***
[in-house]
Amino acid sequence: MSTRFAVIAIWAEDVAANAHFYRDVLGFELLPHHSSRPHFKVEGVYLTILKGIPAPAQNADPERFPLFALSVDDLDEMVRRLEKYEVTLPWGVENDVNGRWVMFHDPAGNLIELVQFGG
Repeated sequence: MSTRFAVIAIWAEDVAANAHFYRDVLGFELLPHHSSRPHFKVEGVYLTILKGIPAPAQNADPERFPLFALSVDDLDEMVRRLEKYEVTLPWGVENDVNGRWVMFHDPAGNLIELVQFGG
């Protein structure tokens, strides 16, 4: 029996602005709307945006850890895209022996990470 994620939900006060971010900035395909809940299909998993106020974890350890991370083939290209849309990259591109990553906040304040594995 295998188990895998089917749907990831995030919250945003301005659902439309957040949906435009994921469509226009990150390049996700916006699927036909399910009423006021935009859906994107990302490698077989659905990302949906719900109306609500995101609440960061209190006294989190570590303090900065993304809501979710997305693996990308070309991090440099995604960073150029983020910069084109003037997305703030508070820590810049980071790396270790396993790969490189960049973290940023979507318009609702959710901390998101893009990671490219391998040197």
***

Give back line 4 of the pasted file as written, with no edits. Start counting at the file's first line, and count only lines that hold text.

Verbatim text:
């Protein structure tokens, strides 16, 4: 029996602005709307945006850890895209022996990470 994620939900006060971010900035395909809940299909998993106020974890350890991370083939290209849309990259591109990553906040304040594995 295998188990895998089917749907990831995030919250945003301005659902439309957040949906435009994921469509226009990150390049996700916006699927036909399910009423006021935009859906994107990302490698077989659905990302949906719900109306609500995101609440960061209190006294989190570590303090900065993304809501979710997305693996990308070309991090440099995604960073150029983020910069084109003037997305703030508070820590810049980071790396270790396993790969490189960049973290940023979507318009609702959710901390998101893009990671490219391998040197």